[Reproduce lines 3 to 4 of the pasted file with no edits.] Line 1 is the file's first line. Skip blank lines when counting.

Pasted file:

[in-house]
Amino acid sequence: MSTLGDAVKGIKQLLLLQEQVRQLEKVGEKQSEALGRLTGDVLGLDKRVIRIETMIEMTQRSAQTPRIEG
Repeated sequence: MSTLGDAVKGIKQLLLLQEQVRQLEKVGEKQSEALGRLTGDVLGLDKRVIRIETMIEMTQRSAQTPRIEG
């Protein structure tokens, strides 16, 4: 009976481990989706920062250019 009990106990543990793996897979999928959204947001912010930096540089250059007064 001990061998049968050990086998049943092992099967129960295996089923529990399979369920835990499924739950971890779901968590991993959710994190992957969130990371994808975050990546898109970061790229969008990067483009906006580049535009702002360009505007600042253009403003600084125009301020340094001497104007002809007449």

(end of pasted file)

Repeated sequence: MSTLGDAVKGIKQLLLLQEQVRQLEKVGEKQSEALGRLTGDVLGLDKRVIRIETMIEMTQRSAQTPRIEG
């Protein structure tokens, strides 16, 4: 009976481990989706920062250019 009990106990543990793996897979999928959204947001912010930096540089250059007064 001990061998049968050990086998049943092992099967129960295996089923529990399979369920835990499924739950971890779901968590991993959710994190992957969130990371994808975050990546898109970061790229969008990067483009906006580049535009702002360009505007600042253009403003600084125009301020340094001497104007002809007449």